Engaging ‘harder-to-reach’ service users – Food as a Lifestyle Motivator

This blog was originally posted on The Fuse Open Science Blog. See the original post here.

My research (the Food as a Lifestyle Motivator (FLM) project, funded by the Sustainable Earth Institute’s small collaborative awards) has explored the use of creative methods to engage with homeless individuals in discussions about their wellbeing. The project demonstrates that food, as well as being central to many health concerns, may also be a powerful ‘lifestyle motivator’ for those on the edges of society. During the project, powerful visual and narrative food themed data have been generated that provided a ‘voice’ for homeless individuals, challenging traditional research paradigms and identifying innovative approaches for engaging and empowering community groups that are traditionally ‘harder-to-reach’.

FLM was based on local evaluation work showing that, by engaging in food projects, unemployed and homeless individuals showed improvements in eating, self-esteem, and social skills (Pettinger and Whitelaw, 2012)(1). I saw, first hand, socially excluded individuals being so moved and empowered by food activities that something really shifted in them. This was a ‘light bulb’ moment for me in my (early) research career!

The stark realities of extreme poverty (homelessness) are well documented, including food-related chronic/acute health problems and drug/alcohol addictions. Such transient communities have multiple and complex needs that present challenges for researchers, therefore, a democratic and creative approach can be beneficial.

The FLM pilot used ‘Photo-Elicitation’, which involved participants being issued with disposable cameras, given brief instructions on their use, then taking photos of their food activities over a ten-day period. Photos were then developed and focus groups run for them to discuss their images. In this context, the photograph is seen as a neutral third party (Schulze, 2007)(2) and particularly useful when discussing issues with ‘vulnerable’ people (Liamputtong, 2009)(3). Our findings illustrate how self-captured food photos (see selected examples) can both facilitate the process of food research itself, but also generate important ‘in-roads’ for lifestyle and wellbeing enhancements. Our small sample of nine homeless service users provided powerful narratives, showing that for them, food holds meaning, elicits emotion and exerts power; and that the food environment can be a critical social place: food preparation can provide companionship and occupation. Thus revealing the highly individualised perspectives of those who are doing the best they can in light of multiple deprivations.

“…I can’t eat in the dining room, because I am scared of crowds and large groups of people…” (Nemo)
“Food has become a major part of my life. I really enjoy cooking actually it beat the demons in my head……look how far I have come…” (Ross)
These creative methods have had their challenges. As an evidence based practitioner, I am trained to assess the hierarchy of evidence to ensure rigour and transferability of research design. Yet such highly structured and often sterile/impersonal research designs are far from appealing to the participant group I am interested in. With public engagement currently a key priority for research impact, the need to make methods more accessible to participants is crucial. Understanding the diversity of ‘harder-to-reach’ community groups, giving them a ‘seat at the table’ and listening to their voices is crucial to their engagement.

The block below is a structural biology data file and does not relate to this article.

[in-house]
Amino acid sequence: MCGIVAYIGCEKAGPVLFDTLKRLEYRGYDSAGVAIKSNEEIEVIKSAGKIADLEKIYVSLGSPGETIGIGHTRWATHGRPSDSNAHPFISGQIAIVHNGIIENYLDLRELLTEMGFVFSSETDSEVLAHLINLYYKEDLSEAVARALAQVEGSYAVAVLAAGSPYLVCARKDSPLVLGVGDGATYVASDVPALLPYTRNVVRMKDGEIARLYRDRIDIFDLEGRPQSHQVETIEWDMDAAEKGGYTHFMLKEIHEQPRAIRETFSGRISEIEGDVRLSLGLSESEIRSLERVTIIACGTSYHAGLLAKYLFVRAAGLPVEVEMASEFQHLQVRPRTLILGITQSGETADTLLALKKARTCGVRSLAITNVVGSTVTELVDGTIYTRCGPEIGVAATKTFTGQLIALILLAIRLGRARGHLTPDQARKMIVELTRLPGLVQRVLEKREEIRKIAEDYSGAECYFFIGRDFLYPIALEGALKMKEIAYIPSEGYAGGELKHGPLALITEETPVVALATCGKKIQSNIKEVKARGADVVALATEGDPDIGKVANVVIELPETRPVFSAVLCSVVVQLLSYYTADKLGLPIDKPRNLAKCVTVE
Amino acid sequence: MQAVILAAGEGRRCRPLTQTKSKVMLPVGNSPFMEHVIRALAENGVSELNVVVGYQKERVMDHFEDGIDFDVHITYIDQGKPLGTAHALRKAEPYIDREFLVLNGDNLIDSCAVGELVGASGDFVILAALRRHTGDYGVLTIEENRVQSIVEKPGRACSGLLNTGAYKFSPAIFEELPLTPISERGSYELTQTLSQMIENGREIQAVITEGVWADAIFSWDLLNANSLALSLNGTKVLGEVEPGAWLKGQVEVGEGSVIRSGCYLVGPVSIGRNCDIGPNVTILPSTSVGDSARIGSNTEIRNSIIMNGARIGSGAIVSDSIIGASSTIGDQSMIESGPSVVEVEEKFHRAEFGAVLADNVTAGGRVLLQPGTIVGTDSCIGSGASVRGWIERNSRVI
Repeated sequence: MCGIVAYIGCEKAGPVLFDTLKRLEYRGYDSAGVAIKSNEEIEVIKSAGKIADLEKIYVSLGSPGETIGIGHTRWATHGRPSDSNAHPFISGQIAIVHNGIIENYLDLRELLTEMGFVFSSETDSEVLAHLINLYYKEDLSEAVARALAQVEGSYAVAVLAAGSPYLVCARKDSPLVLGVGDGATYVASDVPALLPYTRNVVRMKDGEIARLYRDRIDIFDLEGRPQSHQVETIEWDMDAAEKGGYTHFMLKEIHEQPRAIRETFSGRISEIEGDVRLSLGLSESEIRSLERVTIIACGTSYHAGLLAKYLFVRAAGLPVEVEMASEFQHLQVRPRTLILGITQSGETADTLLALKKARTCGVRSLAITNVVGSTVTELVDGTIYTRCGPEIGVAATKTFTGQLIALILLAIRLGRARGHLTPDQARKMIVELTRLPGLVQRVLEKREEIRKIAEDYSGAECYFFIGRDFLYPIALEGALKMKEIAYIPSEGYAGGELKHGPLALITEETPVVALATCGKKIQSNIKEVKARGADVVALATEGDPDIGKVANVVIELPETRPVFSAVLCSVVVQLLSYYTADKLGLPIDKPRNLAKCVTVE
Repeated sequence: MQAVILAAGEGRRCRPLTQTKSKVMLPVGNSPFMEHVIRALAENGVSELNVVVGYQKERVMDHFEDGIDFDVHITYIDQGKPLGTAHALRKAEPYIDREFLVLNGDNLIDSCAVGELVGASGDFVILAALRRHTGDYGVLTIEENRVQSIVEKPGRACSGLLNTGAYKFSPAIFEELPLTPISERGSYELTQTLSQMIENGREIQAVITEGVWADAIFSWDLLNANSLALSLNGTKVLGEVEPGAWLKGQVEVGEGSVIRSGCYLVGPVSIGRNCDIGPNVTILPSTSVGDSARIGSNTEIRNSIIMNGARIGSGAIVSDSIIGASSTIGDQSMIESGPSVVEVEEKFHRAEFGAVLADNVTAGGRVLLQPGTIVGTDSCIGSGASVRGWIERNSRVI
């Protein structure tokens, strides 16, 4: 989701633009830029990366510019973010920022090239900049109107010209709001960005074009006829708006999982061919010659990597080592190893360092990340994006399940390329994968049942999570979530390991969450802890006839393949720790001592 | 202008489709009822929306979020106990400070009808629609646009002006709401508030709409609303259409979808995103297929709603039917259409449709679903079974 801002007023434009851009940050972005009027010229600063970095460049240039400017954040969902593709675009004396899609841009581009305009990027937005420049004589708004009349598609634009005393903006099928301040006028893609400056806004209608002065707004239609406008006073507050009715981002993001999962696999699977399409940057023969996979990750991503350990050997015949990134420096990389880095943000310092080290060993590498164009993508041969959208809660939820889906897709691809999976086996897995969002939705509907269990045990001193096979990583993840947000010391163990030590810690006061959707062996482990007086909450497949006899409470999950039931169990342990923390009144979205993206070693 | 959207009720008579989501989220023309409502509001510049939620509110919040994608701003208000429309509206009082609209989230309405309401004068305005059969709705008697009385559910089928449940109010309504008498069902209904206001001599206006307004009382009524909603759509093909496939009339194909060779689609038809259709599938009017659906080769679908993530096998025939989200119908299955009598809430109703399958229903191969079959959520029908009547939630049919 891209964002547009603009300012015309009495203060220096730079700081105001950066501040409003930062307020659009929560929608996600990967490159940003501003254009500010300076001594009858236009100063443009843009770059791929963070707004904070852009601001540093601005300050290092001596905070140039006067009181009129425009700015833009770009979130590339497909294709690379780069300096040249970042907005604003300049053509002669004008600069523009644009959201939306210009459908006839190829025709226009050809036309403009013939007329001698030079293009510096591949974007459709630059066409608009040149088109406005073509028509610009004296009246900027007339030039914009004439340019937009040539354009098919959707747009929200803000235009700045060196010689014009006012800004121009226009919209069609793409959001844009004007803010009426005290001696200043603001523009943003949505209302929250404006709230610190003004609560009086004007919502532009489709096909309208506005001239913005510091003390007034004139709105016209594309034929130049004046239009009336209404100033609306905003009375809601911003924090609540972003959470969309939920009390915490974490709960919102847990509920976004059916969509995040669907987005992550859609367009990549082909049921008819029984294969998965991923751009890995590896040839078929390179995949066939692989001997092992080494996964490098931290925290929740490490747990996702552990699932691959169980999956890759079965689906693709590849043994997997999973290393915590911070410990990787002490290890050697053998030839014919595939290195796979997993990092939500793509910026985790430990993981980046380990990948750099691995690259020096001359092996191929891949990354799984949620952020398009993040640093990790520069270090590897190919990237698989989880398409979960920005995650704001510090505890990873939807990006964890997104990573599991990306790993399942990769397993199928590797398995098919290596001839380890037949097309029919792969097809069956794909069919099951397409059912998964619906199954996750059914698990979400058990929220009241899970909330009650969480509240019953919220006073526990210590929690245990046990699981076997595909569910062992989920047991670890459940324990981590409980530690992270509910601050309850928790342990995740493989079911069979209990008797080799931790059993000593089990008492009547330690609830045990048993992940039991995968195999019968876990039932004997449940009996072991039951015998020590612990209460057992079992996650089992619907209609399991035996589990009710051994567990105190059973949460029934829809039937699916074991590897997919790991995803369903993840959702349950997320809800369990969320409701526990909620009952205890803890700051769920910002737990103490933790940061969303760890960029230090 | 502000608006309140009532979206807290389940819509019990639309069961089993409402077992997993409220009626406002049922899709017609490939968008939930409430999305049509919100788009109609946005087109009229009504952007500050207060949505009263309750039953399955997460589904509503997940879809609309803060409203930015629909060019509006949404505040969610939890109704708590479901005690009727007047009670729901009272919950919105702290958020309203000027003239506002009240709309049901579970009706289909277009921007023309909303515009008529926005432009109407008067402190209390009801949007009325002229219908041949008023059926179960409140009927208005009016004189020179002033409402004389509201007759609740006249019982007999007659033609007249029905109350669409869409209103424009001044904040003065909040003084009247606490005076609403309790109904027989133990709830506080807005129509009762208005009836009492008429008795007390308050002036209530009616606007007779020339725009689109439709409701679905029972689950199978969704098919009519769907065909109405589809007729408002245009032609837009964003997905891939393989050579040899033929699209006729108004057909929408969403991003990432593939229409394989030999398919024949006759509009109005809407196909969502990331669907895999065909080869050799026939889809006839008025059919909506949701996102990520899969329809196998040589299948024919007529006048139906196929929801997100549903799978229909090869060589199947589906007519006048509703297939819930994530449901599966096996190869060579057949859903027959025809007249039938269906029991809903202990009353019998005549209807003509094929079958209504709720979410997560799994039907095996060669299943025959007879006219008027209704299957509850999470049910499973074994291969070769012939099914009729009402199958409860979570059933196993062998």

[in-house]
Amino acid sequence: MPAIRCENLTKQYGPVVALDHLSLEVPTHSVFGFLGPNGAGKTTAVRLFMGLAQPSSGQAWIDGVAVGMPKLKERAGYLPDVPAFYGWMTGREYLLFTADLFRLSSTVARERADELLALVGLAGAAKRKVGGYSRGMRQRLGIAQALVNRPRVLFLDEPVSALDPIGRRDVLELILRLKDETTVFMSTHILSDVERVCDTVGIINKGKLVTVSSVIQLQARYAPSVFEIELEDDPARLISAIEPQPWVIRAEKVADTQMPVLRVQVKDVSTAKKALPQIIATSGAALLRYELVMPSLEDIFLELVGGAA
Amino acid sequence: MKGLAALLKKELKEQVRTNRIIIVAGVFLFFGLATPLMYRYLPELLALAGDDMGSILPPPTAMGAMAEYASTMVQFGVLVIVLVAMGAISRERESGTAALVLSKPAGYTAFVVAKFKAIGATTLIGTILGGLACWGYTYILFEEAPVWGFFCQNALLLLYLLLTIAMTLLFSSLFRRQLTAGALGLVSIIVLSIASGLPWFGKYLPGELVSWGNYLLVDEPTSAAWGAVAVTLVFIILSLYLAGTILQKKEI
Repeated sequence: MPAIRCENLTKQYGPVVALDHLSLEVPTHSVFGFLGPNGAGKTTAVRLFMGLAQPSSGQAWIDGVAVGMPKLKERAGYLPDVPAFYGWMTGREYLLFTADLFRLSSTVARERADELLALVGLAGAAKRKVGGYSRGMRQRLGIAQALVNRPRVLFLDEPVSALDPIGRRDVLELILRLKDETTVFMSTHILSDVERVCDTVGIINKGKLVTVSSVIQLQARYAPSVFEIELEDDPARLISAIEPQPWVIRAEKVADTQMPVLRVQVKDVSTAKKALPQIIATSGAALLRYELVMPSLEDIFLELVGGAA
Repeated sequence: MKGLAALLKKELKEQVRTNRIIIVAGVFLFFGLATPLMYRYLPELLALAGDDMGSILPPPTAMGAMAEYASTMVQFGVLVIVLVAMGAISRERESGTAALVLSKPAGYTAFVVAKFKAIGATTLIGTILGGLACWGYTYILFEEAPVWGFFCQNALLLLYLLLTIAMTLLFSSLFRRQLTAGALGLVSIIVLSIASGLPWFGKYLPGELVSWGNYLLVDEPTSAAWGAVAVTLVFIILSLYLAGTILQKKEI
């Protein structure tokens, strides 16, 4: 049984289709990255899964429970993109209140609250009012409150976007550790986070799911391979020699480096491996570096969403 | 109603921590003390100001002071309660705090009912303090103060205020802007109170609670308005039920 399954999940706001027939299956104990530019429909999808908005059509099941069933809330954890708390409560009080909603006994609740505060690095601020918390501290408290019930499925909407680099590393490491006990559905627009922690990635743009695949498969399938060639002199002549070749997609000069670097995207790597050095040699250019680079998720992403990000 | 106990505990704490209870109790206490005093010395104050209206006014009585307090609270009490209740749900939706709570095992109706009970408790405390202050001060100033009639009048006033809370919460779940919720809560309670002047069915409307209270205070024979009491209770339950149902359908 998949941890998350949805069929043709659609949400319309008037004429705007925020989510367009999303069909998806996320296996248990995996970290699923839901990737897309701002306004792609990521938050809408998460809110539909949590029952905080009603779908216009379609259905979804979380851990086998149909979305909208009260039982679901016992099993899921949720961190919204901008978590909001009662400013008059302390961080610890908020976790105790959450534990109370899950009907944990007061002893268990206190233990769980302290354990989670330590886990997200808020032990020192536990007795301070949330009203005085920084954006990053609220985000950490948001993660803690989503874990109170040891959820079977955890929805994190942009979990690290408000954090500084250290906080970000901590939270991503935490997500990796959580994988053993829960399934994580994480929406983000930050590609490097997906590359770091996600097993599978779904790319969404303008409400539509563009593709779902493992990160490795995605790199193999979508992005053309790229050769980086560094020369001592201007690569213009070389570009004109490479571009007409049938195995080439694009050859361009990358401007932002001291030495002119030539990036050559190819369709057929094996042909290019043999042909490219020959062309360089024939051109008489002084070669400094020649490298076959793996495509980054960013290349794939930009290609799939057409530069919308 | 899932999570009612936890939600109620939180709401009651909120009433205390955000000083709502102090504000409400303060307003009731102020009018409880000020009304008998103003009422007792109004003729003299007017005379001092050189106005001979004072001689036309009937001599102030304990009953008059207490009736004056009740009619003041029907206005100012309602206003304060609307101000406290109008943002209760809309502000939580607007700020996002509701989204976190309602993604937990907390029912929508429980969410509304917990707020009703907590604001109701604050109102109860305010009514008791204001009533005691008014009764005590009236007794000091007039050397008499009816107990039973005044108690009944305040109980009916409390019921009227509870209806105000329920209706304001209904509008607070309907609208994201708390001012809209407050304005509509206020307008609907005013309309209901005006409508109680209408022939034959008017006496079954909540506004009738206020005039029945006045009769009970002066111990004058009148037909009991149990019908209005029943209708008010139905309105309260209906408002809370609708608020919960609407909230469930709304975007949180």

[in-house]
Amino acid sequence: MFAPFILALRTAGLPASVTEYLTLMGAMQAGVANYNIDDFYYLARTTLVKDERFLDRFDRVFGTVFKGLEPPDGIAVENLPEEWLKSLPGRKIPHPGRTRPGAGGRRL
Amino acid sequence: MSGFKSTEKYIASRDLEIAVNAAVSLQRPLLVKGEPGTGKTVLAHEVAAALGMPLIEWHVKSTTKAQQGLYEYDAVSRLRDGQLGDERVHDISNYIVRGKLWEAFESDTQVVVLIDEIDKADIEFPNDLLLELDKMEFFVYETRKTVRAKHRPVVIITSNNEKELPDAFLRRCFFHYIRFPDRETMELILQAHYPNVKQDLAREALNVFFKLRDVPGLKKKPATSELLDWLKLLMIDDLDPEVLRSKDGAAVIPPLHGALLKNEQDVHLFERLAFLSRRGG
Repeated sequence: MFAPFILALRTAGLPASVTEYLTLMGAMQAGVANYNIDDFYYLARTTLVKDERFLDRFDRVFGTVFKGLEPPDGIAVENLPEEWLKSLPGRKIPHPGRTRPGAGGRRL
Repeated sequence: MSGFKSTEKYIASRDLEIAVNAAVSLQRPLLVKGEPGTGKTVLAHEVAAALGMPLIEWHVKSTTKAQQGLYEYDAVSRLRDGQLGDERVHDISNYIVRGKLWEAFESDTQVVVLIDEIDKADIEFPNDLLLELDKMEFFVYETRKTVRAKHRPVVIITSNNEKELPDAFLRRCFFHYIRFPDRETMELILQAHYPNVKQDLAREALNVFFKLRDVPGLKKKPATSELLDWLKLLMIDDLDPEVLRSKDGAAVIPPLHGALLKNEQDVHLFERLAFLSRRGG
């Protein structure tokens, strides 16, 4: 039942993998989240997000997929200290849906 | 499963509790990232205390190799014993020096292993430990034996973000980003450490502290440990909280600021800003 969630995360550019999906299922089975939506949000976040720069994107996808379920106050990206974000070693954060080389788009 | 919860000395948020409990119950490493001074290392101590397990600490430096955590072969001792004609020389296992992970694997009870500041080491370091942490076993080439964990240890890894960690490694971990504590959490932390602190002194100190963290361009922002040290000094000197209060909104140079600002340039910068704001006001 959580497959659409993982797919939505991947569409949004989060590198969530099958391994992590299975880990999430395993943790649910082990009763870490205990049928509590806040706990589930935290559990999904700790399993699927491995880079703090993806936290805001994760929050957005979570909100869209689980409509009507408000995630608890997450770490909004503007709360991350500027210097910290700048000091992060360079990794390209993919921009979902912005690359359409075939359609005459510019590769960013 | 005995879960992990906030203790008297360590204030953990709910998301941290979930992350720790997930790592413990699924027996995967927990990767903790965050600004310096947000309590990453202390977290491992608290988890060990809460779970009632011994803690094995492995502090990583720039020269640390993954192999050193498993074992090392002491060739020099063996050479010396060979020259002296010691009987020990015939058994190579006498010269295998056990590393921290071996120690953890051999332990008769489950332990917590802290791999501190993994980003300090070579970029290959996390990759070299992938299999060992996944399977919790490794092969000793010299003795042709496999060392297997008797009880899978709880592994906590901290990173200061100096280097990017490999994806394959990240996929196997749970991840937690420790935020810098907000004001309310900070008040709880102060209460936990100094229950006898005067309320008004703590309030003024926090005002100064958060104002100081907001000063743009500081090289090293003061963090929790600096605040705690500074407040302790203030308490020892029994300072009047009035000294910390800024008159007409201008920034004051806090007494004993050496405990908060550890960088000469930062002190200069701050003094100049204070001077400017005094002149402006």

With hunger a topic of national debate, there is an urgent need to consider how to engage better with socially excluded individuals and communities. Creative approaches, such as Photo Elicitation, offer great potential and as such should be endorsed by public health directorates across the country.

This project has gained a lot of local (and regional) interest because it ‘ticks the box’ for innovative commissioning practices. Not only can this approach be used as a means to enhance health and wellbeing in a diverse range of service users, it can also be used for public consultation on service (re)design. Other than publishing the work (currently underway), current FLM data collection with service providers across the city is mapping food related assets and using ‘appreciative inquiry’ interviews to establish key priorities. Thus aiming for these approaches to be embedded into the local inequalities strategy, to inform food/nutrition policies – recommending the use of participatory socially inclusive food activities as part of service provision.

“Getting involved in food can be a starting point to address other things that are ‘broken’ and lead to progress in other ways” (quote from homeless shelter keyworker). Creative food methods can offer meaningful occupation, thus generating a virtuous circle where food promotes engagement and engagement promotes interest in self-care. Food, therefore, becomes an expression of empowerment, with the potential to enhance health, wellbeing and social justice.

References:

  1. Pettinger C and Whitelaw E (2012) Food Cultures: Growing, cooking, eating: “An exploration of improving food practices in young men and older adults in Plymouth” Report written for DH funded project. Unpublished – available at http://www.foodplymouth.org/wordpress/wp-content/uploads/2013/01/Food-Cultures-FINAL.pdf
  2. Schulze, S (2007) The usefulness of reflexive photography for qualitative research: a case study in higher education. South African Journal of Higher Education 21 (5) 536-553
  3. Liamputtong P (2009) Researching the vulnerable. A guide to sensitive research methods. London Sage. p112

xlarge_clare-pettingerDr Clare Pettinger
Lecturer in Public Health Dietetics
School of Health Professions (Faculty of Health & Human Sciences)

 

 


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